KATHMANDU: The Supreme Court, the final interpretor of the constitution, is mulling over appointing justices, even by going against Article 155 of the Interim Constitution that takes parliamentary hearing before the appointment of SC justices, chiefs as well as members of constitutional commissions and ambassadors as mandatory.
With the Constituent Assembly, which doubled as the Parliament, dissolved, parliamentary hearing on the candidates is out of the question. At the same time, justice delivery is likely to get obstructed in the event of non-appointment of justices at the country’s highest court.
“It is illogical to hinder justice delivery citing a crisis,” a Supreme Court justice told this daily on condition of anonymity. According to the justice, Chief Justice Khil Raj Regmi and members of the Judicial Council, which is authorised to appoint judges, are under pressure from the legal fraternity to appoint justices regardless of Article 155. Of 22 positions at the apex court, there are eight permanent and seven ad hoc judges. The tenure of ad hoc justices Baidhya Nath Upadhayay, Bharat Bahadur Karki, Tarka Raj Bhatta, Girish Chandra Lal and Gyanendra Bahadur Karki will end in November. Justices Prakash Osti and Bharat Raj Upreti will retire in January, while permanent justice Tarhir Ali Ansari will retire in August.
A drafter of the Interim Constitution, senior advocate Shambhu Thapa, suggests two ways — invoking Article 158 to remove hurdles or letting the JC conduct the hearing for the appointment of justices.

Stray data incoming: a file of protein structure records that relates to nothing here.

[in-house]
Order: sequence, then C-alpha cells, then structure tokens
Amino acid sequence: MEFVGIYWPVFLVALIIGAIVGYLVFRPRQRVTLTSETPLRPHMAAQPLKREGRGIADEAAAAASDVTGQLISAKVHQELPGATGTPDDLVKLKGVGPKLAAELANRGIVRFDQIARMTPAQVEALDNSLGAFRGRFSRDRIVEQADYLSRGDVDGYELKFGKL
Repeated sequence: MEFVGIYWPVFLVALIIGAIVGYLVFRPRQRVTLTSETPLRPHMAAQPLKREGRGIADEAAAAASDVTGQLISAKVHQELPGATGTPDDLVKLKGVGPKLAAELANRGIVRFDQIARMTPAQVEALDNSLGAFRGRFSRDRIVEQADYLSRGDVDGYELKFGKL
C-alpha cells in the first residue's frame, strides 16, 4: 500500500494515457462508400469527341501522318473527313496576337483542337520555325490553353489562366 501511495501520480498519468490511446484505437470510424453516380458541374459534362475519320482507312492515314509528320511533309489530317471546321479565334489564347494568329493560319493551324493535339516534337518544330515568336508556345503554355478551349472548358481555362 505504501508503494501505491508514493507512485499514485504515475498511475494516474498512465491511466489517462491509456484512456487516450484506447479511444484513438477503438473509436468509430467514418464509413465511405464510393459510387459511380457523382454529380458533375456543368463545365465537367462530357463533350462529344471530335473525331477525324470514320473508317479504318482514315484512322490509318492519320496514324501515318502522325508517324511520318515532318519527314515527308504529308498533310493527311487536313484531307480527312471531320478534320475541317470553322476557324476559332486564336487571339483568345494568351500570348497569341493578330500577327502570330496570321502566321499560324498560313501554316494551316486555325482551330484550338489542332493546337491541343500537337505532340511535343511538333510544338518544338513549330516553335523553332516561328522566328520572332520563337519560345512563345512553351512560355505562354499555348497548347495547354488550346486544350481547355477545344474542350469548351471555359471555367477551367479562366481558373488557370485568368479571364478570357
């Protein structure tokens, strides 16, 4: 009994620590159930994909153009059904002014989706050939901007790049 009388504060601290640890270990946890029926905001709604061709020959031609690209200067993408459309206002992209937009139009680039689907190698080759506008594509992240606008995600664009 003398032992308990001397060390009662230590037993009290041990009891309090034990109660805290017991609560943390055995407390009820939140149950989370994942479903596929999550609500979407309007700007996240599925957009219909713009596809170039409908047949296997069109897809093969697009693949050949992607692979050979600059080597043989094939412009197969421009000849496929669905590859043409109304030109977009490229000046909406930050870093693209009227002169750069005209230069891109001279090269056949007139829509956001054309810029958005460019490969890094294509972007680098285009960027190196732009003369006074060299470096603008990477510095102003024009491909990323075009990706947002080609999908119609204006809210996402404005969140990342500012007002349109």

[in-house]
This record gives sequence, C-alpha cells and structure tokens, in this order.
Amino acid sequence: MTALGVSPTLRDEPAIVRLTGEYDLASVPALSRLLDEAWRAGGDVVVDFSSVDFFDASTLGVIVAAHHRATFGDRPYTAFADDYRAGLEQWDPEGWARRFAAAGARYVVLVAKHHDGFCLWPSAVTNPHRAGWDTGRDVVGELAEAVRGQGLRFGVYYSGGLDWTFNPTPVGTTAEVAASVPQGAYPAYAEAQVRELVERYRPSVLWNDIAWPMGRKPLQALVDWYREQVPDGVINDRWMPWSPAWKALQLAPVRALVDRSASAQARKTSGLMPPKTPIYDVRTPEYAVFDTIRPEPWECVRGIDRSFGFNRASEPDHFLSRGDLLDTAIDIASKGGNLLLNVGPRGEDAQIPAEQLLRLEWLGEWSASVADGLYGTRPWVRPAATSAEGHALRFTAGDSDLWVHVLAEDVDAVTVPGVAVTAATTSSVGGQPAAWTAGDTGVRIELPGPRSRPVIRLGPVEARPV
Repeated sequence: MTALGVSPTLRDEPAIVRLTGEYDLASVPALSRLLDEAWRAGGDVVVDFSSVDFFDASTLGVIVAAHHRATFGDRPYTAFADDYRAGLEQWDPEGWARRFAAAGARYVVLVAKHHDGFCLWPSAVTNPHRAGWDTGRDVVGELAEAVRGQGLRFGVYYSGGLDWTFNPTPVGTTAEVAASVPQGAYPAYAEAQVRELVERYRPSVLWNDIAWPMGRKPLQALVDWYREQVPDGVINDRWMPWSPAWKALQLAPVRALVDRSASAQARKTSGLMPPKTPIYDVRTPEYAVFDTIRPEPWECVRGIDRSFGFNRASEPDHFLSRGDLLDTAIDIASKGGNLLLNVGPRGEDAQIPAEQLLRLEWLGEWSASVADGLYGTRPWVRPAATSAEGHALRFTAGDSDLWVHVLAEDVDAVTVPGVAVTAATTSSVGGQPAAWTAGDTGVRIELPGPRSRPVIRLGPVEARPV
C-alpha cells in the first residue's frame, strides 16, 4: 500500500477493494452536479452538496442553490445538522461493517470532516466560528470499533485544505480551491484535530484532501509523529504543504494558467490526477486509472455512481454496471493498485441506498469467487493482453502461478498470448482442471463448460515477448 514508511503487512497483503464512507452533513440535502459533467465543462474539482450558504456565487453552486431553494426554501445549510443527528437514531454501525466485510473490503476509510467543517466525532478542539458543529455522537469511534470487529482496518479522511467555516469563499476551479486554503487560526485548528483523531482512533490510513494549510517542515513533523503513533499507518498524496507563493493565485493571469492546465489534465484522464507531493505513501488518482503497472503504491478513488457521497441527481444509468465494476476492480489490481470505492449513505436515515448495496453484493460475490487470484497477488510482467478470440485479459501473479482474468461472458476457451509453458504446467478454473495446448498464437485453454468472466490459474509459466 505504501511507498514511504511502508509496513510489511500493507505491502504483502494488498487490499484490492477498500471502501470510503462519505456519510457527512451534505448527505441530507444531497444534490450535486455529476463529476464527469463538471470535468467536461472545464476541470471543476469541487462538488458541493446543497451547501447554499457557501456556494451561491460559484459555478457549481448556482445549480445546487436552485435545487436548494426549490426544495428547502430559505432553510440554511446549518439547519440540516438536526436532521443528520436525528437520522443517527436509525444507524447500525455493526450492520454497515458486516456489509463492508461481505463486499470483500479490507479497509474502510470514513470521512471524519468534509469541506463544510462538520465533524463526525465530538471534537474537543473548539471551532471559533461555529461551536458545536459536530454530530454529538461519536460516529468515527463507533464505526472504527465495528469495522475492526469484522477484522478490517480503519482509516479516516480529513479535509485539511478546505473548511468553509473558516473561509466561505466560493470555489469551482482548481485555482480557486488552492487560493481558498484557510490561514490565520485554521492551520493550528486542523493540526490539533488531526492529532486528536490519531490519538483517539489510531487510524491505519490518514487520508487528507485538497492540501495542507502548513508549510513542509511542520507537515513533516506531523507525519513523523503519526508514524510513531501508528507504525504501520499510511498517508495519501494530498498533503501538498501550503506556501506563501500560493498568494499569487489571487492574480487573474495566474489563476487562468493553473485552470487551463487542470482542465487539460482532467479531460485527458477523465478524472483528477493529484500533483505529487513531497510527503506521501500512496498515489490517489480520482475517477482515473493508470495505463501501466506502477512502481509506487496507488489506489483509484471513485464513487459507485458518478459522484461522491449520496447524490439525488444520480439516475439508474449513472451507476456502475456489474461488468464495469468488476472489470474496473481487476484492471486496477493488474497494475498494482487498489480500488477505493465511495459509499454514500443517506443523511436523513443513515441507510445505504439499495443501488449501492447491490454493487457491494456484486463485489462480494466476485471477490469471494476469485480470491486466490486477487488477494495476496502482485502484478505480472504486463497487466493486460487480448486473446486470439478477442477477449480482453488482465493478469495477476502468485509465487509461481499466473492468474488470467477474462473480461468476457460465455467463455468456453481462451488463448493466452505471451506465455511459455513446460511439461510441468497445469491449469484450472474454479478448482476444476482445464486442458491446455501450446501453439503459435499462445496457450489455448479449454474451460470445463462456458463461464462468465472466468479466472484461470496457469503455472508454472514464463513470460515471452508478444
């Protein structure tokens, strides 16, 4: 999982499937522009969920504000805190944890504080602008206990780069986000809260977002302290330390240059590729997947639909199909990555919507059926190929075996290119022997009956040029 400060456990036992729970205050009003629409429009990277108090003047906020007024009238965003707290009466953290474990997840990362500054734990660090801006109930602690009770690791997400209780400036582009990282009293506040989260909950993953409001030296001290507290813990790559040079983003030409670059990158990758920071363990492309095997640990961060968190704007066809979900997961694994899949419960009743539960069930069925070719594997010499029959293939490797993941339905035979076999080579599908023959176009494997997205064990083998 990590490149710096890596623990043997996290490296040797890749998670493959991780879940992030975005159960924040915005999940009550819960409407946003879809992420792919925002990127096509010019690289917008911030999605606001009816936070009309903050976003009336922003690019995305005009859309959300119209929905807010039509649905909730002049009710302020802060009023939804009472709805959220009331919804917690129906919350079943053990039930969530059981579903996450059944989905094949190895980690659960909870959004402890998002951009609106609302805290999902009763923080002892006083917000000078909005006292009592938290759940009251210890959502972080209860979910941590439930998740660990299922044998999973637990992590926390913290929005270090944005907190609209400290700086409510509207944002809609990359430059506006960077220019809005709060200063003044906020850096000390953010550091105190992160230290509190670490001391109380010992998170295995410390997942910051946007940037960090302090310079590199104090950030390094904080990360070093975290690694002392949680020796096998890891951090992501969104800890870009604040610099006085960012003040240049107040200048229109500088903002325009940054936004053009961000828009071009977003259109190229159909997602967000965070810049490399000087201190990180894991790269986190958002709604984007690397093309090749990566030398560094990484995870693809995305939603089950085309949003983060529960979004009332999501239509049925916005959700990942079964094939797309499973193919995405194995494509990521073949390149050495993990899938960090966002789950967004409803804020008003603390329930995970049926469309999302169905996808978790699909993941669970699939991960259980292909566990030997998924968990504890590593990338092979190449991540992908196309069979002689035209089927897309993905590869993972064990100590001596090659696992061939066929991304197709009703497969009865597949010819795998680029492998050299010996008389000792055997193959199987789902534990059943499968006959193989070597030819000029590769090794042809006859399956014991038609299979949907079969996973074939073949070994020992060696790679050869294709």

“The right to get justice cannot be denied citing the dissolution of the CA,” Thapa said.
“The interim constitution does not provide any alternative on appointments in the SC and constitutional bodies in the event of the dissolution of the CA. As per the principle of eclipse, the parliamentary hearing provision has become redundant. So, the appointments must continue even without parliamentary hearing,” Thapa reasoned.
He argued that appointment of justices under new arrangements will make way for appointments in various constitutional bodies and diplomatic missions. However, Upendra Keshari Neupane, member of the JC, maintained that appointing judges without parliamentary hearing will create controversy.
Subas Chandra Nembang, chairman of the dissolved CA, said it is unconstitutional to appoint judges without parliamentary hearing. “This is a mandatory provision of the Constitution, so it cannot be ignored,” Nembang said. “We have been facing this problem because we did not take such issues into account before dissolving the CA.”THT